If you are looking for homes, take it slow: Be sure you have researched the area, visited the area, and maybe even spoken with a few locals in passing. You should definitely find out if you are eligible for a VA Home Loan if you are looking to buy.

    If you are starting a business, be a go-getter.

    Resources During Transition

    Utilize the resources offered to you during the transition. Each branch of service, Army, Navy, Marine Corps, Air Force, and Coast Guard, offers a variety of seminars and materials, some of which are mandatory and some that are not, to aid you in your transition. They offer resume and cover letter writing classes, interview preparations, career counseling, educational counseling, job search, etc. Take advantage of the resume and cover letter writing classes because civilians will not know what you mean when you say ETS, PCS, or any other military acronym.

    Benefits of Being a Veteran

    Being a veteran offers a lot more than you might think (think about moving to a military-friendly state). The very day after your terminal leave ends, you are no longer a service member but a veteran. Welcome, and thank you for your service. Although most military contracts, with a few exceptions, include the remaining 2-4 years of IRR (Individual Ready Reserve), all of your regular active service benefits end, and your veteran’s benefits begin. The IRR will require you to keep your information updated, such as address and phone number, just in case the need arises to recall all troops back to service, but otherwise, it does not pose too many obligations.

    Here are some things to look forward to:

    GI Bill: Depending on the percentage of benefits you are eligible to receive, based on your years of service, you can use your GI Bill, which not only covers school tuition, fees, and books, but also provides Monthly Housing Allowance (MHA) based on the school’s zip code. Veterans can even receive MHA when enrolled full time for an online degree.

    VA Health Care: Enroll in your free health care. You can do this in person at your local VA Medical Center, or online at the U.S. Department of Veterans Affairs website. Thanks to the recent Affordable Care Act, there is no need to enroll in additional health care coverage to meet the nation’s standards and to declare health coverage when filing your taxes. Unfortunately, VA Health Care does not extend to dependents and is only valid for the veteran. If you have dependents, look into your state’s health care as you are most likely eligible for Medicaid due to your recent unemployment status.

    Disability: You can file claims for injuries received during your time in service, physical or psychological. These claims are assessed after a few visits to the doctor, and you are then notified of your eligibility.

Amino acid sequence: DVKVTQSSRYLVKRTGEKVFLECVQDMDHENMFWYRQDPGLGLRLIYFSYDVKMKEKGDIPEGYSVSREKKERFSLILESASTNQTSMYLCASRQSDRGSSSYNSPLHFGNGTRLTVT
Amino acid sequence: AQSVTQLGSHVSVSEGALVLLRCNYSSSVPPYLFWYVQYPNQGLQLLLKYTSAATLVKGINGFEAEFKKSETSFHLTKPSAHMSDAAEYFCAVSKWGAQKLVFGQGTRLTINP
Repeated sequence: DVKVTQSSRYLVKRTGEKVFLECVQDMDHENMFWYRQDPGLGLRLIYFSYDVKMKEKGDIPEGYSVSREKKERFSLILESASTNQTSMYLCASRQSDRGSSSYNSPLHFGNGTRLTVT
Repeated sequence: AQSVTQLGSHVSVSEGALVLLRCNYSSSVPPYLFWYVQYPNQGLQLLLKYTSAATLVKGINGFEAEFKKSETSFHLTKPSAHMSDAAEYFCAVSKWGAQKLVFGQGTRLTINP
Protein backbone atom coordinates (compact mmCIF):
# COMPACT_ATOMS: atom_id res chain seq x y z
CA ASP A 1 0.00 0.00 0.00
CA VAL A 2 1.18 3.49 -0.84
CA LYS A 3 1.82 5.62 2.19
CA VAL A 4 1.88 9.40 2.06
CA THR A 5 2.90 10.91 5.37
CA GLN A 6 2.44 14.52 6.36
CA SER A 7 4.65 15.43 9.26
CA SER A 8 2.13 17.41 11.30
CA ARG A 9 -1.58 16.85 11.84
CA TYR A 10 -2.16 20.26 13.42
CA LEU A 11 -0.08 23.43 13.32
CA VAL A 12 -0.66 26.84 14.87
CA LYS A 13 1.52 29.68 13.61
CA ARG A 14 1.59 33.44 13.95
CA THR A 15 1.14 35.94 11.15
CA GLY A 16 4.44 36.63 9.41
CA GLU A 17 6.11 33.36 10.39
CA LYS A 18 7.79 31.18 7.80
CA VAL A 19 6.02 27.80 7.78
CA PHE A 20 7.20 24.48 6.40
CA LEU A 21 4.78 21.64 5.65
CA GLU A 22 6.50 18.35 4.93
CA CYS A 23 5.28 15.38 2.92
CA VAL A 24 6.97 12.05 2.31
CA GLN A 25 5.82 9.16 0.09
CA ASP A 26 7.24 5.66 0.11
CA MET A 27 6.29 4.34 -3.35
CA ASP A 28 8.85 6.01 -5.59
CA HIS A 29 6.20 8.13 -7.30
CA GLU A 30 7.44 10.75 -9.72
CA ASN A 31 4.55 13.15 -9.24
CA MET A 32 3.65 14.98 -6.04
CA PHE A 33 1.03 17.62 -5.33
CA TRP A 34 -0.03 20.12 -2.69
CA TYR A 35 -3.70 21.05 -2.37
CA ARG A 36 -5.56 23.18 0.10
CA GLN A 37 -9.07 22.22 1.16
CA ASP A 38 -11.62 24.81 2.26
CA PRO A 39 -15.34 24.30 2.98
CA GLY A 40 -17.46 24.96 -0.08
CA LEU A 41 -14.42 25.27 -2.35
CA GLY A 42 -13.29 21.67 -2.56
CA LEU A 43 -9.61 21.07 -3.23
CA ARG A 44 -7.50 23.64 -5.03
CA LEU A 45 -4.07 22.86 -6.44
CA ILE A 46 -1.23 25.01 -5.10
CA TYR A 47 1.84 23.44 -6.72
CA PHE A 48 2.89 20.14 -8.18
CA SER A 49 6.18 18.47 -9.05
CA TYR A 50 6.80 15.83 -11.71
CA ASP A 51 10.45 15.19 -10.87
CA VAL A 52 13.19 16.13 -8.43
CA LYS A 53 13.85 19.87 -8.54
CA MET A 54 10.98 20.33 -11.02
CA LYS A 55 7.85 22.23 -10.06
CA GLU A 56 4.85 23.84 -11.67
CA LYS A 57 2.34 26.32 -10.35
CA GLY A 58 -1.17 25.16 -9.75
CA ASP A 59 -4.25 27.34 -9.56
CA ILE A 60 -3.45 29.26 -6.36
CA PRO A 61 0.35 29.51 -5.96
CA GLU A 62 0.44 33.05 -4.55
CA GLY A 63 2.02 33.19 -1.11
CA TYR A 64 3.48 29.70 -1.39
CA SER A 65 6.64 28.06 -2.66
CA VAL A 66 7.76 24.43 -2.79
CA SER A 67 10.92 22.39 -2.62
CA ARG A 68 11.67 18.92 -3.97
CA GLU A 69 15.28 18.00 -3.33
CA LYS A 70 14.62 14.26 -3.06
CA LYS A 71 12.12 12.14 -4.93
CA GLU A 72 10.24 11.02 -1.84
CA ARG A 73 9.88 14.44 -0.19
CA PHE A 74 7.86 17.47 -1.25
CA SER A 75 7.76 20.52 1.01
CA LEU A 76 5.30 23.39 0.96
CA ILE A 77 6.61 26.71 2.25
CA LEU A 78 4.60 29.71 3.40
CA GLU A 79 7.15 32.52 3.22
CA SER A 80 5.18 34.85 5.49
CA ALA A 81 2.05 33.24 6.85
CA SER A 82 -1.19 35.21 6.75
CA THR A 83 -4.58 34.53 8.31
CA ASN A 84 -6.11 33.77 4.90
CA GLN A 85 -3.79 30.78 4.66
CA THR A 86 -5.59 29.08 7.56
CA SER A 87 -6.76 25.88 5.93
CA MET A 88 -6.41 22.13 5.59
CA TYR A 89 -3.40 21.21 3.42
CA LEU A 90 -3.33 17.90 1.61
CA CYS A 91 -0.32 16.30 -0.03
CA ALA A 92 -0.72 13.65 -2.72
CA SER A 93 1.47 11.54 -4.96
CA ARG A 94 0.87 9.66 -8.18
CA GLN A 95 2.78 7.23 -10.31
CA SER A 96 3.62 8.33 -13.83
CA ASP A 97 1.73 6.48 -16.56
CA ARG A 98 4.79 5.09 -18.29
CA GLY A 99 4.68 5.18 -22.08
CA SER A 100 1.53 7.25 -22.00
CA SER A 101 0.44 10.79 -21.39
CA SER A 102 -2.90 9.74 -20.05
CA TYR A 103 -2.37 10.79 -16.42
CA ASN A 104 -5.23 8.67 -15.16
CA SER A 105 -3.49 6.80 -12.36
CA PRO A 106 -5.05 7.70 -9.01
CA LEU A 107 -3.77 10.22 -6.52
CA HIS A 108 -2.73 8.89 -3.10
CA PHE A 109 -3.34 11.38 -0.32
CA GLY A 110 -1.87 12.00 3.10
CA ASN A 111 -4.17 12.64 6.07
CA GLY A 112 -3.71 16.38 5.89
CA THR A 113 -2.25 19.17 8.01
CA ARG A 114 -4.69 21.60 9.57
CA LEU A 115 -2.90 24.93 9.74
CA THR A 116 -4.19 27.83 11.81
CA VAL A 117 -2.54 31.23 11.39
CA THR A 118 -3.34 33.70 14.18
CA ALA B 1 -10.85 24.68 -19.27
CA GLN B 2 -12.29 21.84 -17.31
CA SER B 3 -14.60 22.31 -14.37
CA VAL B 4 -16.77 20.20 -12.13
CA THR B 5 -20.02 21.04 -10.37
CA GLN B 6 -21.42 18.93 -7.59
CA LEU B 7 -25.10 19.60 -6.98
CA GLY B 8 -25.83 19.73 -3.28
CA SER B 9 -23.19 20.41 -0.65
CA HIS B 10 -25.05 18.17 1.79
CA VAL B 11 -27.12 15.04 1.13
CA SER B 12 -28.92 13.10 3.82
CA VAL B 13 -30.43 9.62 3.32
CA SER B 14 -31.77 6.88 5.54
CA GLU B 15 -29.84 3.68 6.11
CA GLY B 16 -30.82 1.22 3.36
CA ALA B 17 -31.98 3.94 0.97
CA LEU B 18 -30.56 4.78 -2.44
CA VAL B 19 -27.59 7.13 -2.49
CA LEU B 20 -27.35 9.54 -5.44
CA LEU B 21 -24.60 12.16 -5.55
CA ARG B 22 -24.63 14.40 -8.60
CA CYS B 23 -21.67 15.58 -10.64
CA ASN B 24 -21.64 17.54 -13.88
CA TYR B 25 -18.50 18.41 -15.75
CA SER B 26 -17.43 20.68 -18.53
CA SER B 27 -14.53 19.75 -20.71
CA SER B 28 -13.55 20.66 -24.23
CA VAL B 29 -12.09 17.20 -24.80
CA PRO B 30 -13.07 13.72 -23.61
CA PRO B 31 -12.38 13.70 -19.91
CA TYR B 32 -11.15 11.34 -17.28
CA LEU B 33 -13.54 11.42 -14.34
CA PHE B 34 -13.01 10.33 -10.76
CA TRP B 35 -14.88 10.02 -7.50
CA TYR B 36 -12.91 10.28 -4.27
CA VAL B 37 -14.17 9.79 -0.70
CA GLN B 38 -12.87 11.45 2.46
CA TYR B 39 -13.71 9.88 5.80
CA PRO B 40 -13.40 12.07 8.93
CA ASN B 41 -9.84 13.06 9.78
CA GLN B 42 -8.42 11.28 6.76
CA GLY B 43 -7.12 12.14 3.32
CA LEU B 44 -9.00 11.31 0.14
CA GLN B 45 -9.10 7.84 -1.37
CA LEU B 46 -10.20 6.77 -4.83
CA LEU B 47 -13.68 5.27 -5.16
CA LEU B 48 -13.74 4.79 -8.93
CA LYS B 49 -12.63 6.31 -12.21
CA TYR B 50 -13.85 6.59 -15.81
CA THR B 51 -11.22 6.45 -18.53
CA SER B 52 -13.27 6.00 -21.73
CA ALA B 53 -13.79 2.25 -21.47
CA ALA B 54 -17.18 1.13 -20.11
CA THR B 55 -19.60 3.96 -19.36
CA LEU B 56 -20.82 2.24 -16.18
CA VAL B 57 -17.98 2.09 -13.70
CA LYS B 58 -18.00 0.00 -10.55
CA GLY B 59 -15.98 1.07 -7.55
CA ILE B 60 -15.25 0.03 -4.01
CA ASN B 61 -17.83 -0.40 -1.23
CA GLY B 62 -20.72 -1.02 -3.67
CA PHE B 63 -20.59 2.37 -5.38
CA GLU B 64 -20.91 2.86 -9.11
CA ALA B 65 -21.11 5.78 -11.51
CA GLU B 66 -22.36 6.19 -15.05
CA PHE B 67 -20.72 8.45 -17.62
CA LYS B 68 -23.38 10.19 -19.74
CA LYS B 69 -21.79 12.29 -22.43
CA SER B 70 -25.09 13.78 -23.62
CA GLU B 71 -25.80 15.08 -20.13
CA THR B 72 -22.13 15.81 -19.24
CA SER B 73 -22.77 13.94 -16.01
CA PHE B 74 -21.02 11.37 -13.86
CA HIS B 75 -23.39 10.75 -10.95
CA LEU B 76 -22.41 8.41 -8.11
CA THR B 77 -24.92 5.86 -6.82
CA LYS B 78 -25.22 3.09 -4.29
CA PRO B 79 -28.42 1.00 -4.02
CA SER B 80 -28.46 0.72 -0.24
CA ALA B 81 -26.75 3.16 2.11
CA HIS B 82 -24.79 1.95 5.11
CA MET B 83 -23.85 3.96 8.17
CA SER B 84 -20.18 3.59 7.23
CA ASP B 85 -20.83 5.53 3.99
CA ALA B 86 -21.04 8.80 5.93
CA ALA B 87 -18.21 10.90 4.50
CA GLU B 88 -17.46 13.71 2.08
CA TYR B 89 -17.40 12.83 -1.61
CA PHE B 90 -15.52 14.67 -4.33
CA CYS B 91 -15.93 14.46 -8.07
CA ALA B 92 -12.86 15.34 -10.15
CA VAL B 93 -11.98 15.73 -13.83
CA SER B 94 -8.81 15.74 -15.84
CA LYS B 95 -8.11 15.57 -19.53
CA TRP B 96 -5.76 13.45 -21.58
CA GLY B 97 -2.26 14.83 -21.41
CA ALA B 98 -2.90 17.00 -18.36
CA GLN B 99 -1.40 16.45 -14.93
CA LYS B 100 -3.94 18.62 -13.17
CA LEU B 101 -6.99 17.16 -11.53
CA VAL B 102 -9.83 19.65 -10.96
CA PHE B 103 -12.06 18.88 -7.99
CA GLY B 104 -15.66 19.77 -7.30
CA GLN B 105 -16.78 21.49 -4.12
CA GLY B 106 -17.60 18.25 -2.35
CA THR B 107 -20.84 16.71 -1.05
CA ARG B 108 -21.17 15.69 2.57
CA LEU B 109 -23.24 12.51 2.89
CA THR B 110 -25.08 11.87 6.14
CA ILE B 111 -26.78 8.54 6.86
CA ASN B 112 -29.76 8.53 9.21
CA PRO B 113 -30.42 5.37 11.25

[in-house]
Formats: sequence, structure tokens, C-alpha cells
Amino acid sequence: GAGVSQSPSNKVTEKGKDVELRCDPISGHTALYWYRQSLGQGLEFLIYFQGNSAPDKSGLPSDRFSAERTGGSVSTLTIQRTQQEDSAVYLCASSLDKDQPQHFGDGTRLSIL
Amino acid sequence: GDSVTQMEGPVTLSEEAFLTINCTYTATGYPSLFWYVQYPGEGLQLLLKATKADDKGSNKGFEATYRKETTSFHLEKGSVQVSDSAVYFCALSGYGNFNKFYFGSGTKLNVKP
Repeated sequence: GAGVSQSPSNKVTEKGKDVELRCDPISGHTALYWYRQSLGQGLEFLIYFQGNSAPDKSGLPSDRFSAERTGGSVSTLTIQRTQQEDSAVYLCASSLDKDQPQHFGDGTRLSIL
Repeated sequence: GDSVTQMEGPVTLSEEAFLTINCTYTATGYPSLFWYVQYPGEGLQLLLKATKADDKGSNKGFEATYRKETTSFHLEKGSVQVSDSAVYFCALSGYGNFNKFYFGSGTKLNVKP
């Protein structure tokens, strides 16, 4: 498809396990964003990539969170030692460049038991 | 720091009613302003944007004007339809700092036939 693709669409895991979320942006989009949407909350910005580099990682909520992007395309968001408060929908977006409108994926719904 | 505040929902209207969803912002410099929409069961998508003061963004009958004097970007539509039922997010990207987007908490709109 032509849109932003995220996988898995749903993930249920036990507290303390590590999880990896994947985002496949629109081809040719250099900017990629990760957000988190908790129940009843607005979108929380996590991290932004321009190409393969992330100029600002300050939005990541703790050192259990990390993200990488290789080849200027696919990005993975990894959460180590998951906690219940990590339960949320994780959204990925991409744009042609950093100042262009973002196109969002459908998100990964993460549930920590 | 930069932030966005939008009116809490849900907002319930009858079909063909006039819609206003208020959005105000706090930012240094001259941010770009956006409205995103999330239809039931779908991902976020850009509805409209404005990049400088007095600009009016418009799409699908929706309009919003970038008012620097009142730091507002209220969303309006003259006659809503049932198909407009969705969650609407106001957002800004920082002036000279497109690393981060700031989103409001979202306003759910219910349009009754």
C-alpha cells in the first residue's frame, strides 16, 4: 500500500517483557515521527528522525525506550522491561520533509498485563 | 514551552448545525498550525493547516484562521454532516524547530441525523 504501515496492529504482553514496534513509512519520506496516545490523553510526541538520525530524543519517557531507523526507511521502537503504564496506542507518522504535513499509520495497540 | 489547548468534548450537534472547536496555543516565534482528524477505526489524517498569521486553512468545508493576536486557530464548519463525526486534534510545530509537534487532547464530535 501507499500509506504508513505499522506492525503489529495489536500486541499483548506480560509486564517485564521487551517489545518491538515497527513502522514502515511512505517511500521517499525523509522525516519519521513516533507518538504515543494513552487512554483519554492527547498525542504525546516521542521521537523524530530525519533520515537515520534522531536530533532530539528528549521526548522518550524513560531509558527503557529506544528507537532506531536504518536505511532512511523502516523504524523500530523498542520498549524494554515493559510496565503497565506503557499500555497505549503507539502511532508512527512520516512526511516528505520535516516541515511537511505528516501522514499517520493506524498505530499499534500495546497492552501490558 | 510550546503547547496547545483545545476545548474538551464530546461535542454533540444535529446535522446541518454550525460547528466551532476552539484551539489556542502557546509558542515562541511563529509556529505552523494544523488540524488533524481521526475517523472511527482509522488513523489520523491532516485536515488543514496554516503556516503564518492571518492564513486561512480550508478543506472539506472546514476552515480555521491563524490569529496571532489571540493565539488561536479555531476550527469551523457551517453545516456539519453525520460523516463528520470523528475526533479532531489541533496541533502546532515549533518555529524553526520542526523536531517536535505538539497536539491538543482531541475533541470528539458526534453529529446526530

Life InsuranceVeterans Group Life Insurance (VGLI) is available to continue for most veterans and is much less expensive than other civilian options for Life Insurance. Many will receive information in the mail, or you can enroll online. Apply during the first 120 days after your departure date to avoid extra unnecessary health questions. The process is similar to that of the Servicemembers Group Life Insurance (SGLI).

    Home Loans: This is a great benefit to have in your back pocket when you find yourself a civilian looking for a place to live. Before applying, be sure you are ready to be a homeowner. It will help if you research schools in the area, job opportunities, accessibility, and even the weather. It’s easy to buy a home, but it’s not nearly as easy to sell one.

    The VA does not offer small business loans, but it does recommend going through the Small Business Administration (SBA) if you are starting a business. Don’t forget you can also look to your military friendly banks for this kind of support, such as USAA and Navy Federal.

    Veterans License Plates: Now, this does not come with any special privileges per se, aside from the occasional parking spot dedicated to veterans in mall parking lots, but it may make you feel connected to your brothers and sisters in arms. You can also have a veterans indicator placed on your driver’s license.

    Store discounts: Always ask if a store has a military discount. Many businesses extend their discounts to veterans. Although the discount is not usually more than 10%, it can still take a bit off the bill.



    About The AuthorNatalie Zummo is a US Army veteran and wife of a Marine Corps veteran. She is currently living with her husband and son in New Hampshire, writing and studying in her free hours. Natalie holds a Master’s degree in Psychology and is underway to a Doctorate in Clinical Psychology, with a focus on Military Counseling.


    Written by Veteran.com Team